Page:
The present invention will be further described with reference to the accompanying drawing wherein like reference numerals refer to like parts in the several views, and wherein:
FIG. 1 is an isometric view of a push-in connector constructed according to this invention.
FIG. 2 is a top view of the push-in electrical connector of FIG. 1.
FIG. 3 is a cross sectional view taken generally along plane 3--3 of FIG. 2 illustrating engagement of a contact of the connector with three wires inserted into the connector.
FIG. 4 is a plan view of an alternate embodiment of the contact that could be used in the connector of FIG. 1.
FIG. 5 is an end view of an alternative embodiment of the connector body of FIG. 1 in which a contact is inserted through a common opening in an end of the connector body.
FIG. 6 is a partial cross-sectional view along plane 6--6 of the connector body of FIG. 5.
Referring now to FIGS. 1-3, the reference numeral 10 generally indicates an electrical connector constructed according to the present invention. The connector includes a body 11 constructed of electrically insulating material. Preferably, the connector body 11 is molded from a thermoplastic material such as polyvinyl chloride, nylon or polypropylene. The connector body 11 includes a first end 12 , a second end 14, and a longitudinal axis 16 extending through the body between the first and the second ends. A plurality of parallel sockets or passageways 18 extend into the body 11, generally parallel to the longitudinal axis 16, each from an opening 19 at the first end 12. Each of the passageways 18 is adapted for receipt of an exposed end portion 22 of wire 20, guided by constructing frusto-conical openings 19 as shown. Although not shown, it is within the scope of this invention to provide passageways 18 that extend all the way through body 11, enabling insertion of a wire into either end 12 or 14 of the body.
Electrically conductive contact 24 includes opposing major surfaces and a peripheral edge surface defining a main portion 25 of the contact and a plurality of resilient arm portions 26 projecting from the main portion. The arm portions 26 lie between the major surfaces in a common plane 28 generally transverse to the passageways 18 when the contact is mounted within the connector body. It is one of the primary advantages of this invention that the contact 24 is economical to produce, such as by blanking.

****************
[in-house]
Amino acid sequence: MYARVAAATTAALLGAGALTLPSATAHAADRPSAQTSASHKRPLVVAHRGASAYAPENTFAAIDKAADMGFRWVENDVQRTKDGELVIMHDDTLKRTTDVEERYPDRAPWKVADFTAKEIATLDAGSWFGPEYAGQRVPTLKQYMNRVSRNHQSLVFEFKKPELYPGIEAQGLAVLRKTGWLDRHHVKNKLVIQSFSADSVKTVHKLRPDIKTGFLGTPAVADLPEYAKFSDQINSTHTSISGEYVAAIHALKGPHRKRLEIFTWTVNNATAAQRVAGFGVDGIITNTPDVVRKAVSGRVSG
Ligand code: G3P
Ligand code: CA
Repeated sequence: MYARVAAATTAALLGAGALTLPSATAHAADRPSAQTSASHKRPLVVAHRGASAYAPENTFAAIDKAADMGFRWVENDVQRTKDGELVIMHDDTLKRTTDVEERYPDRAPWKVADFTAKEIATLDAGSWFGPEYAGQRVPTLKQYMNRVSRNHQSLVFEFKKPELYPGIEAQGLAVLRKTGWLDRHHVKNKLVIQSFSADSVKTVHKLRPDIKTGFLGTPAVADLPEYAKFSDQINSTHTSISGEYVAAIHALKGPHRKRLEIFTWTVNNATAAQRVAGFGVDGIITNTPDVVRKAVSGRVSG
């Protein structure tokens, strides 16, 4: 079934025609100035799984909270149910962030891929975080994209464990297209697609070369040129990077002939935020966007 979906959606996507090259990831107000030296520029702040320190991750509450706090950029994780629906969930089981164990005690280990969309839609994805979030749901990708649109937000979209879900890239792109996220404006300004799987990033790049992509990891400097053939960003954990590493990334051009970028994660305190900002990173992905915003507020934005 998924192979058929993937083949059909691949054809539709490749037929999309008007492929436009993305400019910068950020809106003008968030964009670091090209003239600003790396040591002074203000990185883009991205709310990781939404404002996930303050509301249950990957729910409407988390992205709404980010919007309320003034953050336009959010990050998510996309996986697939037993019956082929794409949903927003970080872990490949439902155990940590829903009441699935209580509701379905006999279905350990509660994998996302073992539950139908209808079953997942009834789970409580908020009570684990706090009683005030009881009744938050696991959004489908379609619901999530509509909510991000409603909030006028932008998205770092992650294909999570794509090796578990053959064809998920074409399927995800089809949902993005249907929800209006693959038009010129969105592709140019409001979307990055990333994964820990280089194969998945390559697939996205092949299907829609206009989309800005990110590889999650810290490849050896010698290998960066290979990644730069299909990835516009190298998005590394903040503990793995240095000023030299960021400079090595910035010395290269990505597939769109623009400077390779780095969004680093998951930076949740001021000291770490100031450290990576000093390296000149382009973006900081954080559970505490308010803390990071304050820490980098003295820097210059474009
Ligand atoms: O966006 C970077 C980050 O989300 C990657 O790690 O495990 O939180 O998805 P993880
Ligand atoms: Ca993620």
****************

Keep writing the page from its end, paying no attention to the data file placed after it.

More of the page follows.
Each of the arm portions extends into one of the passageways 18 when contact 24 is mounted in the connector body. Although the contact 24 may be molded in place within the body 11 of the connector, in the preferred embodiment of the invention a transverse slot 30 is formed in the connector body to enable the contact to be inserted into the connector body 11 and frictionally retained therein.
A plurality of pairs of camming surfaces 34 are formed on opposing parts of the peripheral edge surface of the contact, each pair of camming surfaces for sliding engagement with the end of a wire and each pair of opposing camming surfaces normally spaced at a distance less than the diameter of the wires to be connected. At least one of each pair of opposing camming surfaces is formed on the peripheral edge surface of an arm portion 26. When the end portion 22 of wire 20 is inserted into a passageway 18, the end of the wire encounters one of the opposing pairs of camming surfaces 34 in a direction generally at right angles to the major surfaces of the contact. The arm portion 26 is deflected away from the opposite camming surface in rotational direction 32. All of the movement of the arm portions 26 lies within the common transverse plane 28 between the major surfaces of the contact. The arm portion is resiliently urged back in the opposite rotational direction 36 towards its relaxed position into secure electrical contact with the exposed end portion 22 of the wire 20. Therefore, electrical interconnection is established by contact 24 between all wires inserted into the connector. Simultaneously, the wires are gripped by the contact so as to mechanically retain the wire in engagement within the connector. If desired, the wires may each be independently pulled from the passageway without damage to the wire or to the contact.